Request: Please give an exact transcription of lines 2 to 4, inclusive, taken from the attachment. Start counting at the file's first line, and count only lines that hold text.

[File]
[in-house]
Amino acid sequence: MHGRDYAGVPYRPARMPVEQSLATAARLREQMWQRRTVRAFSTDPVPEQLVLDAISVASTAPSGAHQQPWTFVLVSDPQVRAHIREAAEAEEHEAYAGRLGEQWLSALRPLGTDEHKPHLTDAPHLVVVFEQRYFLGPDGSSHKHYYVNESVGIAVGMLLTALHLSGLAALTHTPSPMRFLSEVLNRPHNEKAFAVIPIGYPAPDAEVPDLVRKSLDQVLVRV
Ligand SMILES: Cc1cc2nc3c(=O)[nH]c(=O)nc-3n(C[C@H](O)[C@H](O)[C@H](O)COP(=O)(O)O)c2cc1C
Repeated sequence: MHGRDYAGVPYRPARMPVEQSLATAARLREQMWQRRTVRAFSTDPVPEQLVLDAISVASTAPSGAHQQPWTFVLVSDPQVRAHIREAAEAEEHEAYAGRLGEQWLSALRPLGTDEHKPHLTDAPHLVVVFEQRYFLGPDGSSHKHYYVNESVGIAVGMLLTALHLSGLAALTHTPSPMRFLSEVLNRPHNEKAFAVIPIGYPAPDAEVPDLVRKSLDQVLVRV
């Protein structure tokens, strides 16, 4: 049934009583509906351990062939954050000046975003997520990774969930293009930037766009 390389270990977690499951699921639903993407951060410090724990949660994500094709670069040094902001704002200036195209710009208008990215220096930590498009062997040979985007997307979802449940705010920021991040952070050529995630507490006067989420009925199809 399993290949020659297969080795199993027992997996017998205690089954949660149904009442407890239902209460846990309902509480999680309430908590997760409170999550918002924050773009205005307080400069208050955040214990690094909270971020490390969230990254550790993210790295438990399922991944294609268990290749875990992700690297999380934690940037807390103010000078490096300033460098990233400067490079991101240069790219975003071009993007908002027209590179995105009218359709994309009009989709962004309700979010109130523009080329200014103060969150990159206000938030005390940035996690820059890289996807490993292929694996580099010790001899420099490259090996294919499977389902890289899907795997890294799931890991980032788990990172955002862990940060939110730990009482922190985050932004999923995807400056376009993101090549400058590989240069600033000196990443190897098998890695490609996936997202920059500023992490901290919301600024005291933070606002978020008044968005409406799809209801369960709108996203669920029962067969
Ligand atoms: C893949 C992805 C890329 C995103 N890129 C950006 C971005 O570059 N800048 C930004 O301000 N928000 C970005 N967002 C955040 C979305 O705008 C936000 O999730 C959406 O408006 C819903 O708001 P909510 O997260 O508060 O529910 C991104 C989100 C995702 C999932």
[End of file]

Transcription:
Amino acid sequence: MHGRDYAGVPYRPARMPVEQSLATAARLREQMWQRRTVRAFSTDPVPEQLVLDAISVASTAPSGAHQQPWTFVLVSDPQVRAHIREAAEAEEHEAYAGRLGEQWLSALRPLGTDEHKPHLTDAPHLVVVFEQRYFLGPDGSSHKHYYVNESVGIAVGMLLTALHLSGLAALTHTPSPMRFLSEVLNRPHNEKAFAVIPIGYPAPDAEVPDLVRKSLDQVLVRV
Ligand SMILES: Cc1cc2nc3c(=O)[nH]c(=O)nc-3n(C[C@H](O)[C@H](O)[C@H](O)COP(=O)(O)O)c2cc1C
Repeated sequence: MHGRDYAGVPYRPARMPVEQSLATAARLREQMWQRRTVRAFSTDPVPEQLVLDAISVASTAPSGAHQQPWTFVLVSDPQVRAHIREAAEAEEHEAYAGRLGEQWLSALRPLGTDEHKPHLTDAPHLVVVFEQRYFLGPDGSSHKHYYVNESVGIAVGMLLTALHLSGLAALTHTPSPMRFLSEVLNRPHNEKAFAVIPIGYPAPDAEVPDLVRKSLDQVLVRV